By Liz Williams

The asphalt in a homeowners association is something often overlooked or ignored until it’s too late. The streets are almost always the largest asset and almost always the most expensive to replace. However, the streets are your welcome mat and their condition makes a statement.

Asphalt is a strong durable product that can last 25 to 30 years if properly maintained. There are many natural elements that will shorten the life of your asphalt.

Improper irrigation or ponding water. Water washes away the oils that hold together the components that are combined to make asphalt. When water penetrates the asphalt, the base material gets wet and tends to shift and break up.

The temperatures in the desert have such drastic swings between hot and cold, asphalt does not have elasticity and cannot expand and contract to that extreme. As concrete has expansion joints to allow for those shifts, asphalt does not and forms its own “expansion joint” by cracking.

California’s San Andreas Fault runs directly through the Coachella Valley. When the earth moves, the asphalt moves with it. Again, creating its own breaking point.

Just by virtue of where we live, we face challenges that other regions of the state do not.

It is important to mention that most reserve studies calculate the life span of the asphalt to be 20 to 30 years and they are based on the assumption that proper maintenance will be completed until that time.

The importance of proper maintenance cannot be stressed enough. The Asphalt Institute recognizes the application of a seal coat as the best form of preventative maintenance. By applying one to two coats of seal, depending on the condition of the asphalt, every few years will help prolong the life of your pavement for many, many years. Seal puts the oils and the fine aggregates back into the dry eroded asphalt and restores and rejuvenates it into a smooth, deep black finish.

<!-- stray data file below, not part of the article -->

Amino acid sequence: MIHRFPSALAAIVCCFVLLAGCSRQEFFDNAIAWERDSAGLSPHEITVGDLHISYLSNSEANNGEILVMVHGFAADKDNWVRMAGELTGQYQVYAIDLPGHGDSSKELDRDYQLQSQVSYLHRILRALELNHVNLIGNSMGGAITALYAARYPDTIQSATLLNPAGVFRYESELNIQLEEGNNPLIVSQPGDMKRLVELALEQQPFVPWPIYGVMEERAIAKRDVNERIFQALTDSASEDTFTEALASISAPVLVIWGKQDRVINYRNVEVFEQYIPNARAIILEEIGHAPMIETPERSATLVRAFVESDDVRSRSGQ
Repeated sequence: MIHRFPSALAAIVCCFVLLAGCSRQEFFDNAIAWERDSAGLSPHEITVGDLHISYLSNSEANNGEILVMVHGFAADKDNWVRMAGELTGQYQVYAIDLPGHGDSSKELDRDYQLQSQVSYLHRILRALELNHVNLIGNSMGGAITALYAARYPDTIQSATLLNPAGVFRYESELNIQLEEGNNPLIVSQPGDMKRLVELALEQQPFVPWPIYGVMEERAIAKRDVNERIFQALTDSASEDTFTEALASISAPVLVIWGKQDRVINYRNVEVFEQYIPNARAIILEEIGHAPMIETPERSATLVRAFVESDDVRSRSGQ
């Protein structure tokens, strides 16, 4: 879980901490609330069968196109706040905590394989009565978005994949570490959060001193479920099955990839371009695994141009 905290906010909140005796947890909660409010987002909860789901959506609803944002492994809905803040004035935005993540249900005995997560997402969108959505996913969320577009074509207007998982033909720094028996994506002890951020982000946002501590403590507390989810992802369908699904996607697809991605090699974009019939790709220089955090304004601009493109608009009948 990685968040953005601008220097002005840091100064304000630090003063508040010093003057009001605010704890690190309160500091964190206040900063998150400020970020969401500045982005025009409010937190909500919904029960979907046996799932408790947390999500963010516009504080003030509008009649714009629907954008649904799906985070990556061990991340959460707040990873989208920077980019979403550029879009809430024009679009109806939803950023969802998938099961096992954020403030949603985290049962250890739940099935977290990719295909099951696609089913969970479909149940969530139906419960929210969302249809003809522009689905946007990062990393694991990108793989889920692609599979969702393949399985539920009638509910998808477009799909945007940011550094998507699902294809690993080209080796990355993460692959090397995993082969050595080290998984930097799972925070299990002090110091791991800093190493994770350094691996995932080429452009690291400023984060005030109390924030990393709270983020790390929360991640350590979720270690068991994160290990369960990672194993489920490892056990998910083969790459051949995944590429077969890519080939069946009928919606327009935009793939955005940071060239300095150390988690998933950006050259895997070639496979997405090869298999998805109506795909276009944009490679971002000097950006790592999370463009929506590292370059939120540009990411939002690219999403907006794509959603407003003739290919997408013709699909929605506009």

When asphalt does fail, many types of repairs can be done. You can skin patch minor damage, remove and replace certain areas and even install an asphalt overlay before you have to make the decision to completely remove and replace the asphalt in your community. HOAs have begun to use phasing plans to establish an annual budget to allow for a gradual replacement of the existing streets and parking lots.

When working with a contractor there are questions to ask:

  • How many years have they been in business?
  • Do they specialize in the type of work being specified?
  • Are they properly licensed to do the work?
  • Do they have experience working in the Coachella Valley?
  • Can they provide you with local references, so you and the board can look at completed projects?
  • Do they have Worker’s Compensation and General Liability insurance?

You can also check out any California contractor by logging in to the California State License Board (CSLB) website. The selection of the paving company to use is one of the most vital decisions that you will make.

Featured in QUORUM February, 2019


Liz Williams is the Vice President of AMS Paving; she works with her Husband, Bill Hawkins, who founded the company in 1981. Liz has been an active member of CAI for over 25 years having a multi-chapter membership. Liz completed the Business Partner Essentials course in 2017 and is proud to be an Educated Business Partner. She can be reached at (760) 327-0800 or by email at liz@amspaving.com.